Olmert backs targeting terrorists

Apologizes for civilian deaths, emphasizes protecting Sderot citizens.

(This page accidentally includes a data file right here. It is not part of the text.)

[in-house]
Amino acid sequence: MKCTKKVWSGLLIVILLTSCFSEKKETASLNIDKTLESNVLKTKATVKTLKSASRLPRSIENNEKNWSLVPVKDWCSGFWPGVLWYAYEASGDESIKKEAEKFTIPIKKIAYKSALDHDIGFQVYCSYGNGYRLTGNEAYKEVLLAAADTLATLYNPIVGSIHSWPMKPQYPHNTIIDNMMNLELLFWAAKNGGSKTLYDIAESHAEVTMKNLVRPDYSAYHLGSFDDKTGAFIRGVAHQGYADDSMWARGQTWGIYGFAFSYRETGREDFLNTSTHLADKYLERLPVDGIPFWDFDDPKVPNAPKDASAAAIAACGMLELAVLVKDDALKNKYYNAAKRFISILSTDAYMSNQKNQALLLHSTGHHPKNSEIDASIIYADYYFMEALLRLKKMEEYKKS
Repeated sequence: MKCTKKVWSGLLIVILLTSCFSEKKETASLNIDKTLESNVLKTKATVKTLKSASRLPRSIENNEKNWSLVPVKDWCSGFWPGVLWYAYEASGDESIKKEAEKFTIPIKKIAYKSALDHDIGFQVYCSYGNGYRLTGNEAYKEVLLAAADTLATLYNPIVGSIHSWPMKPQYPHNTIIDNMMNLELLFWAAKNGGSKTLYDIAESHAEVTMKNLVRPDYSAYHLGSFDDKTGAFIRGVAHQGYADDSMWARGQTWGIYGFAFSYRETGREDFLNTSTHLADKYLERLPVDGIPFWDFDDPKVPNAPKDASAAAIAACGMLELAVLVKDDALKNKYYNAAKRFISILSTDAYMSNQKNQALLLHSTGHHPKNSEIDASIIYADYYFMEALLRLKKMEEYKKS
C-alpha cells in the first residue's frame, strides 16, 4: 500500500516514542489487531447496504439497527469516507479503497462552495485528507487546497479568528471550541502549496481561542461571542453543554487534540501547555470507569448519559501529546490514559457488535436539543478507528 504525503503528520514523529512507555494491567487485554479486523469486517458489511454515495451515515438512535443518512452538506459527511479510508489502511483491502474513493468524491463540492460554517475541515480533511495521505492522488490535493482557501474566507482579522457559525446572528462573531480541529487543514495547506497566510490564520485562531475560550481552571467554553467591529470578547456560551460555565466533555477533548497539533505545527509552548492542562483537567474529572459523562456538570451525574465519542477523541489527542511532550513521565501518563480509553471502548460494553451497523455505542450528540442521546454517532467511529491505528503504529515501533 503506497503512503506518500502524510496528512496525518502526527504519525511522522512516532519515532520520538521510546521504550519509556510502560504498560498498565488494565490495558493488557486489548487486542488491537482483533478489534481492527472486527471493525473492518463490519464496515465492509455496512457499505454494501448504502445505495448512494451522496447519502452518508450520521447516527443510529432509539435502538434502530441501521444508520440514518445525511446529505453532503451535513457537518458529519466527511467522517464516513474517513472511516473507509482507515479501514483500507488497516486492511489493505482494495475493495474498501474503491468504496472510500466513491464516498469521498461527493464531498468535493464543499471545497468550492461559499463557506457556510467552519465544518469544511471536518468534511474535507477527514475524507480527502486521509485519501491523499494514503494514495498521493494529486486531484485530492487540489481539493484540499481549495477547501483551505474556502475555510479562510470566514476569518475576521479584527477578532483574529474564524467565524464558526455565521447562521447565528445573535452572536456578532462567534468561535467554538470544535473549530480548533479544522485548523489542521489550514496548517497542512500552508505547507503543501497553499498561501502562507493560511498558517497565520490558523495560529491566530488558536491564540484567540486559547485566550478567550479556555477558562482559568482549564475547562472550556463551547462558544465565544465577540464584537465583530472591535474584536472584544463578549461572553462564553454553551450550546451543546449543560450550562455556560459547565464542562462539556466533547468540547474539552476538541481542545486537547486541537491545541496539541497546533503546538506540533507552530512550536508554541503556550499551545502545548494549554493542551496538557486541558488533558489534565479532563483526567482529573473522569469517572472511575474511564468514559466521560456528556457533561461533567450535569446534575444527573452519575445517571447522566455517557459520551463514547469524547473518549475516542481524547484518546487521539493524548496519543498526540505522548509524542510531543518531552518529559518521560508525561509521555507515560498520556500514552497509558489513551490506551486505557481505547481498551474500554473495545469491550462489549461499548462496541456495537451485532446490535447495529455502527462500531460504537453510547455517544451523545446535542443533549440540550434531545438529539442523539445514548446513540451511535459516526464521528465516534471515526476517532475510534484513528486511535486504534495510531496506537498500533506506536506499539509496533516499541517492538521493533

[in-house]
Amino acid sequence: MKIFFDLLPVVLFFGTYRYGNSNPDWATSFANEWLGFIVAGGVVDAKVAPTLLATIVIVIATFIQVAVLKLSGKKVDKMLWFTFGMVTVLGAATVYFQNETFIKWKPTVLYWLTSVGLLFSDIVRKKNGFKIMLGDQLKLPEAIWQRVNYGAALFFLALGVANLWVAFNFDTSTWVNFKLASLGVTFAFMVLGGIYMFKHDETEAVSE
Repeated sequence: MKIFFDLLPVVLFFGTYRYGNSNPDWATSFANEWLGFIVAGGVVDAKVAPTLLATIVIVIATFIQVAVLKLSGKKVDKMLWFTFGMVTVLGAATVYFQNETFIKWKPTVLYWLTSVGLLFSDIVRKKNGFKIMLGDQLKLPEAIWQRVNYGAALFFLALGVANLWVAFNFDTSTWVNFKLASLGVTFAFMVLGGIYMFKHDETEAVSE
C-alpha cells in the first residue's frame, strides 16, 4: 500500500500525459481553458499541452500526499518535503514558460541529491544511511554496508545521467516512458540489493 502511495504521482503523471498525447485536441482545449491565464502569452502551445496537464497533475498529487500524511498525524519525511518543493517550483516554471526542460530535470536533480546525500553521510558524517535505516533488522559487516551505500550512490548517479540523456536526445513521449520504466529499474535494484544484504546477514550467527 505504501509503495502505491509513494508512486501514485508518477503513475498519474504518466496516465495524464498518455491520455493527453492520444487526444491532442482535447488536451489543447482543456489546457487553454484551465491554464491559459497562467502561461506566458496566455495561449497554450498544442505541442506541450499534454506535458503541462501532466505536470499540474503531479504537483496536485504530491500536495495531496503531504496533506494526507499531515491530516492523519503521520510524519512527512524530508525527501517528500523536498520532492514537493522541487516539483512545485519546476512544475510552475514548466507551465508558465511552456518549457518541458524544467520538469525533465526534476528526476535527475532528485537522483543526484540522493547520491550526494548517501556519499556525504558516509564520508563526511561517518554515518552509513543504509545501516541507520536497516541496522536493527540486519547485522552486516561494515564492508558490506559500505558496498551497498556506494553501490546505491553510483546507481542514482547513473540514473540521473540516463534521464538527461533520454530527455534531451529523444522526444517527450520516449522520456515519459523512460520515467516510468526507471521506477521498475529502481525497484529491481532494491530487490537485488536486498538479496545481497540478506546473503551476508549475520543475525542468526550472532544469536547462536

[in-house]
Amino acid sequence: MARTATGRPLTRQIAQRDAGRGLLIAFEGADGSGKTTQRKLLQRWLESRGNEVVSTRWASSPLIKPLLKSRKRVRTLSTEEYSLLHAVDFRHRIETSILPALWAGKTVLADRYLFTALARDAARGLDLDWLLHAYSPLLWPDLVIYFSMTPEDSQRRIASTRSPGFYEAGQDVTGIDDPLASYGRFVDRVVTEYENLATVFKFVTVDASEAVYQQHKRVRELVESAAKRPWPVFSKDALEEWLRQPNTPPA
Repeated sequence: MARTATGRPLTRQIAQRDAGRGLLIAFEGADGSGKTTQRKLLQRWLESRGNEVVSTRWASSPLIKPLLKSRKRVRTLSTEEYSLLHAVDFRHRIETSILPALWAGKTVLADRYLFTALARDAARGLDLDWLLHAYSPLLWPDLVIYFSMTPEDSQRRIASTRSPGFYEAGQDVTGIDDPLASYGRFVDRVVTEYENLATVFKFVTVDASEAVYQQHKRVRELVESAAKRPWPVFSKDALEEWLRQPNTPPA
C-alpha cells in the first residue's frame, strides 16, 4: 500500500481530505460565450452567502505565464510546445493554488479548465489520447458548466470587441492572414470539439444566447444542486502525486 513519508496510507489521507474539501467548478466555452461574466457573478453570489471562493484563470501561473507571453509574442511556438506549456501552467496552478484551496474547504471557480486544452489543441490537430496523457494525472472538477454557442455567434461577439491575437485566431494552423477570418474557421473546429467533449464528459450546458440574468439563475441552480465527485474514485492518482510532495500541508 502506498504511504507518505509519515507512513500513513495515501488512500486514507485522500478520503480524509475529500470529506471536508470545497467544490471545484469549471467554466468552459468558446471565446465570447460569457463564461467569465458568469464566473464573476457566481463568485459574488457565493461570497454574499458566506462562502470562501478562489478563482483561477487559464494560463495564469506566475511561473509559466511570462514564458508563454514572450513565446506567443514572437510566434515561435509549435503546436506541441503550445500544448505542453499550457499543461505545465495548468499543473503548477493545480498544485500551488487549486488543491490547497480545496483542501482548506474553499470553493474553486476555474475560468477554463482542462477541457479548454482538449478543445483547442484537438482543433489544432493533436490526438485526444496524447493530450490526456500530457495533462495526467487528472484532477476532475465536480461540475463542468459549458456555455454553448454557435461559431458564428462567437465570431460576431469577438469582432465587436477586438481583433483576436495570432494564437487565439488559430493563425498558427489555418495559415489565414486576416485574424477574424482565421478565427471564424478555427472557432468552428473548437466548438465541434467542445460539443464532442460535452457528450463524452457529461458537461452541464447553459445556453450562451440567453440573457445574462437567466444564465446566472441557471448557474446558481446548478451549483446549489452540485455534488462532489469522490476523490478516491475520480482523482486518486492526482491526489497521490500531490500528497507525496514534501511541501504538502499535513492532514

In spite of the fact that such tactics led this week to the death of innocent civilians in Gaza, Prime Minister Ehud Olmert pledged on Thursday night to continue with his policy of targeted assassinations against Palestinian terrorists and anyone else who is involved in attempting to harm Israeli citizens. "I am sorry from the depths of my heart for the unintended deaths of innocent people in Gaza and Khan Younis. No one understands that kind of pain more than us," Olmert said as he spoke before the Caeserea Forum in Jerusalem. But, Olmert said, he had a responsibility to protect the citizens of southern Israel against rocket attacks from Palestinians in Gaza. "The lives and security of the citizens of Sderot are no less important to me, if not more important," Olmert said. Looking toward the future with hope, the prime minister said he was interested in "bringing about the beginning of the end of the Israeli-Palestinian conflict." In meeting with leaders in the United States, Britain and France Olmert said he pledged to them that he would leave no stone unturned in an attempt to secure a joint understanding with the Palestinians, so that both sides could advance toward a final agreement as laid out under the US-sponsored Road Map. But he clarified that he was only willing to hold these negotiations with Palestinian Authority Chairman Mahmoud Abbas and not with the Hamas government which is wedded to terrorism. Only once it is proven that there is "no partner on the other side, will we take other steps without the Palestinians," to protect the Jewish and democratic nature of the state, Olmert said. He added that negotiations with the Palestinians would be conducted independently of Israeli efforts to fight terror and stop Palestinians from launching rockets from Gaza into southern Israel. In addressing the economic conference, Olmert said that "the Israeli economy is on the right track" and noted that its inflation was lower than in other countries. Proof of the country's economic stability can be seen in the fact that it is attracting investors from around the world. The international economic community is telling terrorism, "we are not afraid to invest in Israel." Still, Olmert said, "poverty in Israel worries me greatly." The best antidote to that poverty is to improve education particularly for children under the age of six. He also pledged to create a special national council for economics and welfare in his office, headed by Professor Emmanuel Trachtenberg from the Tel Aviv University. In the future, Olmert promised that Israel would continue its determined pursuit of security and economic prosperity. "We will continue to make Israel an open nation living securely in its own land, to develop an enlightened and a just society of culture and quality that absorbs immigrants and that knows to be just to all its citizens," Olmert said.